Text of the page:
Tuesday, November 26, 2013

Thankful For A Day Off

At this time of year, when we hear words like "smothered," "drizzled," or "stacked," we're usually thinking of gravy, sauces, and piles of ham or turkey. This year, for many Americans, those adjectives may also apply in several other ways.

For millions of Americans on the East Coast, including near our office in Washington, DC, "drizzled" and "stacked" may refer to the weather and the traffic patterns, including a nasty early winter storm that will make holiday travel a mess. For some of our Republican friends, no matter how much better the HealthCare.gov website is getting, and how much enrollment is increasing, they'll still be dreaming of smothering the program to death in its sleep.

For millions of other Americans - including some of our own family members who either work in retail stores or service retail & restaurant establishments, the words "smothered" and "stacked" refer to how they feel economically, and how they think of the bills they have back home. You can even add "chained" to that list, as so many Americans working low-level hourly jobs worry - now more than ever - that they could lose their jobs at any time.

According to a recent Washington Post-Miller Center poll, more than 60% of working Americans worry about losing their jobs right now, with nearly one-third saying they worry about it "a lot" these days.

That explains, in part, why so many Americans this Thanksgiving will be grudgingly putting on their work clothes and trudging off to work, while their families, friends and neighbors sit down next to empty chairs at the Thanksgiving dinner table.

In case you've missed it, a growing number of retailers this year have decided to cancel the Thanksgiving holidays of their workers, pushing the traditional Black Friday sales into a day that is supposed to be a national holiday for all Americans, not just the comfortable folks who can afford a day off.

Thankfully, not every corporate retail store or restaurant has decided to follow the Ebenezer Scrooge business model.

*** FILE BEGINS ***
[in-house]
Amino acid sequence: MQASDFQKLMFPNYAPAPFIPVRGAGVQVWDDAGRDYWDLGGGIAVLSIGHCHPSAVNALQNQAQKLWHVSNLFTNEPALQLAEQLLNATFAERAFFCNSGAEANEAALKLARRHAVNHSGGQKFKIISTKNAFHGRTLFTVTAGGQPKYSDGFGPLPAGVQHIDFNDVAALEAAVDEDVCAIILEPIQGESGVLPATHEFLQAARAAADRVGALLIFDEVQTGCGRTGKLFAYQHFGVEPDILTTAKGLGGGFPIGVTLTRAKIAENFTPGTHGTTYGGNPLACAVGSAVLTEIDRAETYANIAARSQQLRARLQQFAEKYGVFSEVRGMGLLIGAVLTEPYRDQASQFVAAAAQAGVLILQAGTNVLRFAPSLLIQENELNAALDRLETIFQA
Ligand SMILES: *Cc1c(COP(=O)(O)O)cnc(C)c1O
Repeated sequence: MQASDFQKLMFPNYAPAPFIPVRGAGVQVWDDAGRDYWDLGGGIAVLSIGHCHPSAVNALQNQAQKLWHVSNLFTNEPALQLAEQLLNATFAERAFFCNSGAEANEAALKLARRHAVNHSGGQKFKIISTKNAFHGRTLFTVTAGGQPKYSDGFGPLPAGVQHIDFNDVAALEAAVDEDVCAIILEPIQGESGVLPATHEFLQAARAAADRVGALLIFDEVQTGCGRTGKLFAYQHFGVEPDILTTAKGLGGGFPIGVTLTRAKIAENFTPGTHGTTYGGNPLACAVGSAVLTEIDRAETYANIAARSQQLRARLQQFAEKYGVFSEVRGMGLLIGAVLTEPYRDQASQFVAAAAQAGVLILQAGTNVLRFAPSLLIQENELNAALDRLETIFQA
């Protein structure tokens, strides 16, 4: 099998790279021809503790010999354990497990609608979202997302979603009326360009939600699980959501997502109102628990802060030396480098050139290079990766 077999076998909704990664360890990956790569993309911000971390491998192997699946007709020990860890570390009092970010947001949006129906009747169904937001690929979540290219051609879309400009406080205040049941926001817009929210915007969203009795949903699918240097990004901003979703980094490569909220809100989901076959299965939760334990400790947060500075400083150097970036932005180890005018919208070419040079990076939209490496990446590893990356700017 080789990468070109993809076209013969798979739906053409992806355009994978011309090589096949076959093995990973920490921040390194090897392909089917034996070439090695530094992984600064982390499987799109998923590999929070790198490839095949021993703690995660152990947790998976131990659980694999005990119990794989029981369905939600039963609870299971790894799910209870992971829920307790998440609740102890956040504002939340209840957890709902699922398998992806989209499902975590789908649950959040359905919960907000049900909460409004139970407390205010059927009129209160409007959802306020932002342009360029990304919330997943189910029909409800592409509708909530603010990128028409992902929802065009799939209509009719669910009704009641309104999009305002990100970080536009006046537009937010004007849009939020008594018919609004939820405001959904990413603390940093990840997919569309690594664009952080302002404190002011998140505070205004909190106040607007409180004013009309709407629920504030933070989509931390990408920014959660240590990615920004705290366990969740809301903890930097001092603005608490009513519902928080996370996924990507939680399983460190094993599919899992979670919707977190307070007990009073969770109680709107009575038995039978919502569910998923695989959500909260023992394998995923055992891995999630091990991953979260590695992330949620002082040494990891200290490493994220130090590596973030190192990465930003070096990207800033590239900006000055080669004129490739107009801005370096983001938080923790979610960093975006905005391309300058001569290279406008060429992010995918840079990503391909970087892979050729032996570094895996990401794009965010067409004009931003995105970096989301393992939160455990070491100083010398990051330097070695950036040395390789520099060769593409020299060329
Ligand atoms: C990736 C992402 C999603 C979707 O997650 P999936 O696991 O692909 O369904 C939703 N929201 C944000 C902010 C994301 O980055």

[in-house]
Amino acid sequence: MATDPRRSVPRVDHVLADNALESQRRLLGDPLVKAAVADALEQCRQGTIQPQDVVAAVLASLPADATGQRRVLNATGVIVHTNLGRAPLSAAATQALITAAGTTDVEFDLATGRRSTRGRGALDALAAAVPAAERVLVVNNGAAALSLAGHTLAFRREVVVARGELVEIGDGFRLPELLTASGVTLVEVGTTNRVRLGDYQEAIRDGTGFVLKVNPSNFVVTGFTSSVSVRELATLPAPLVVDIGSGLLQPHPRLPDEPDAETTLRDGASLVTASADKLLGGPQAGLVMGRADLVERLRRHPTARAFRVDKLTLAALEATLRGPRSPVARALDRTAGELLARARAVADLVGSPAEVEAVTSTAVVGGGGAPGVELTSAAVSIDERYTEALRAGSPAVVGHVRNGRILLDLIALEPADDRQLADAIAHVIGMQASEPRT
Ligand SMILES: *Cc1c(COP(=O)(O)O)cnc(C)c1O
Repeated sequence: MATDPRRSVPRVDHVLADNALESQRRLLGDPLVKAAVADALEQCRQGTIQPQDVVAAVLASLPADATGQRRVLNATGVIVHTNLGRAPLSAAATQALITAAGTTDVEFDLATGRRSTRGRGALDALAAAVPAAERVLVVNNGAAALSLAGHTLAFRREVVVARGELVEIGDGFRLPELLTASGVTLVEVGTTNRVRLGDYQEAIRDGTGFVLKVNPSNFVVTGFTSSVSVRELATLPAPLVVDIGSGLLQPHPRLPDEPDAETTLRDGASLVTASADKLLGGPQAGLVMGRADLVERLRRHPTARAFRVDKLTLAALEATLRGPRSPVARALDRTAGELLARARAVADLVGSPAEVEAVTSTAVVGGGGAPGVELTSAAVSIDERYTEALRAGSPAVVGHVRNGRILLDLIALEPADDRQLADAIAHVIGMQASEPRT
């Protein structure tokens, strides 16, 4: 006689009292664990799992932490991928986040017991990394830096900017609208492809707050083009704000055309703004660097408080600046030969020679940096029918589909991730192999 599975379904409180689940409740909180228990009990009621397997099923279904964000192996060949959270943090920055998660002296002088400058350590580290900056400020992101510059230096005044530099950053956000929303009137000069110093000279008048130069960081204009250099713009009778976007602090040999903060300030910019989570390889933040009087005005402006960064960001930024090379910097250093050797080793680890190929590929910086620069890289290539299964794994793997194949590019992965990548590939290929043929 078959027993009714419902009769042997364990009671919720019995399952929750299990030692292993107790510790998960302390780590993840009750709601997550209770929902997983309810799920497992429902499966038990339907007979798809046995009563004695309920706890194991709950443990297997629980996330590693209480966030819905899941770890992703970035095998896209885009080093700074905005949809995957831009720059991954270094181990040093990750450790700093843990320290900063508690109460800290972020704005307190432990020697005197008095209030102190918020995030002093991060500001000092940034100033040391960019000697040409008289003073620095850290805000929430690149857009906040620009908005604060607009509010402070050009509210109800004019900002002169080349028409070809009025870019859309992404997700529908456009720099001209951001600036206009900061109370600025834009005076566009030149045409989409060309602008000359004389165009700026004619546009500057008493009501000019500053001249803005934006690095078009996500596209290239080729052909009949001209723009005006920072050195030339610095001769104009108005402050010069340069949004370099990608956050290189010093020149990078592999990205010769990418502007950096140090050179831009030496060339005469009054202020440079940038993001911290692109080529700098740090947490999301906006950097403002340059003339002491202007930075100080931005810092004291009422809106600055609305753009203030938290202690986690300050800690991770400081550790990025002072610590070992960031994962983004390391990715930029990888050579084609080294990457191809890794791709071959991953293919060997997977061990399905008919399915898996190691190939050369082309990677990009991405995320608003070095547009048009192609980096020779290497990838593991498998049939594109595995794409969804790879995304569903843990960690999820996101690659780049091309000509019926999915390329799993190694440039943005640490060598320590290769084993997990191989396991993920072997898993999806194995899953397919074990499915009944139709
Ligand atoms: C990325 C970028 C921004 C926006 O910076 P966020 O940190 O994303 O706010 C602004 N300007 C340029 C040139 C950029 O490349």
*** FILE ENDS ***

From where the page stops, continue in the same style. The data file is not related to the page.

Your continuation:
Stores including Costco, Nordstroms, R.E.I., and Apple have decided that  - wherever possible - they are closing their stores for the Thanksgiving holiday and giving their workers a chance to count their blessings.

Those retailers that are forcing their workers to come in on the holiday are also firing up worker's rights groups and unions. As Matthew Fleischer noted in the L.A. Times this month, "the slow creep of Black Friday into Thanksgiving is probably the single most effective public relations gift the labor movement could ask for in the fight for a living wage across America."

For those businesses that do decide to remain open, as Brad Tuttle noted in Time last week, the few shekels the corporations might be able to squeeze out of shoppers may not be worth opening on Thanksgiving next year. Indeed, technology retailer Radio Shack found that out the hard way in 2012, and decided it wasn't worth opening their doors on Thanksgiving this year.

We're pointing this out today not to shame those businesses into closing on Thanksgiving. They've already made their plans for this week long ago.

We'd merely ask that you, our readers, acknowledge that no matter what the job is, if someone is working on Thanksgiving, chances are pretty good they'd rather be at home with their families and friends.

Instead of going out to shop on Thursday, maybe you should stay at home, so that next year, another hard-working American might also be able to give thanks that they also don't have to the work the Thanksgiving holiday.

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